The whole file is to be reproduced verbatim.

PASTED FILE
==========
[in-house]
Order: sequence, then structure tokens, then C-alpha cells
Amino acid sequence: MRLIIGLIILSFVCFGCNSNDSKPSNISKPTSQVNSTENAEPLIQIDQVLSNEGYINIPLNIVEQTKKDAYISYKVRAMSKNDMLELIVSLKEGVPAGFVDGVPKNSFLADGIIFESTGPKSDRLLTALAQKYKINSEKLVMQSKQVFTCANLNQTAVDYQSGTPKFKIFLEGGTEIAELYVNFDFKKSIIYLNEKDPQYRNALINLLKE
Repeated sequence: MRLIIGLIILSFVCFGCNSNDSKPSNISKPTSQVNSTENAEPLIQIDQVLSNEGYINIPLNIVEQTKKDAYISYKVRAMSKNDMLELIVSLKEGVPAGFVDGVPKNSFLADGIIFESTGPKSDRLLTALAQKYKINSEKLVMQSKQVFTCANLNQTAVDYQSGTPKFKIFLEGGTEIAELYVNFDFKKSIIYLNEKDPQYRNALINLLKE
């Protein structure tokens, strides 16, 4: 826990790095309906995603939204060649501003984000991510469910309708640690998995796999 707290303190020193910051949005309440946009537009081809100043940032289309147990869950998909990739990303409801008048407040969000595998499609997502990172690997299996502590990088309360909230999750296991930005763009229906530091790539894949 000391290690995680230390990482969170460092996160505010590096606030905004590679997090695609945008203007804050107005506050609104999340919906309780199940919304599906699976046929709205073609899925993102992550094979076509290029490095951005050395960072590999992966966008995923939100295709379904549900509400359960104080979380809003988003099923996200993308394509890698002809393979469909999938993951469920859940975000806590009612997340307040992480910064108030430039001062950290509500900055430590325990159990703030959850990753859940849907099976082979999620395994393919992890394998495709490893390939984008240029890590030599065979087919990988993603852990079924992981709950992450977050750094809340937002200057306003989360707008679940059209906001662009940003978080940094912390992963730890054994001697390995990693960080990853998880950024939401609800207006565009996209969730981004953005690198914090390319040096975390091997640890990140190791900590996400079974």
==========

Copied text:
[in-house]
Order: sequence, then structure tokens, then C-alpha cells
Amino acid sequence: MRLIIGLIILSFVCFGCNSNDSKPSNISKPTSQVNSTENAEPLIQIDQVLSNEGYINIPLNIVEQTKKDAYISYKVRAMSKNDMLELIVSLKEGVPAGFVDGVPKNSFLADGIIFESTGPKSDRLLTALAQKYKINSEKLVMQSKQVFTCANLNQTAVDYQSGTPKFKIFLEGGTEIAELYVNFDFKKSIIYLNEKDPQYRNALINLLKE
Repeated sequence: MRLIIGLIILSFVCFGCNSNDSKPSNISKPTSQVNSTENAEPLIQIDQVLSNEGYINIPLNIVEQTKKDAYISYKVRAMSKNDMLELIVSLKEGVPAGFVDGVPKNSFLADGIIFESTGPKSDRLLTALAQKYKINSEKLVMQSKQVFTCANLNQTAVDYQSGTPKFKIFLEGGTEIAELYVNFDFKKSIIYLNEKDPQYRNALINLLKE
């Protein structure tokens, strides 16, 4: 826990790095309906995603939204060649501003984000991510469910309708640690998995796999 707290303190020193910051949005309440946009537009081809100043940032289309147990869950998909990739990303409801008048407040969000595998499609997502990172690997299996502590990088309360909230999750296991930005763009229906530091790539894949 000391290690995680230390990482969170460092996160505010590096606030905004590679997090695609945008203007804050107005506050609104999340919906309780199940919304599906699976046929709205073609899925993102992550094979076509290029490095951005050395960072590999992966966008995923939100295709379904549900509400359960104080979380809003988003099923996200993308394509890698002809393979469909999938993951469920859940975000806590009612997340307040992480910064108030430039001062950290509500900055430590325990159990703030959850990753859940849907099976082979999620395994393919992890394998495709490893390939984008240029890590030599065979087919990988993603852990079924992981709950992450977050750094809340937002200057306003989360707008679940059209906001662009940003978080940094912390992963730890054994001697390995990693960080990853998880950024939401609800207006565009996209969730981004953005690198914090390319040096975390091997640890990140190791900590996400079974």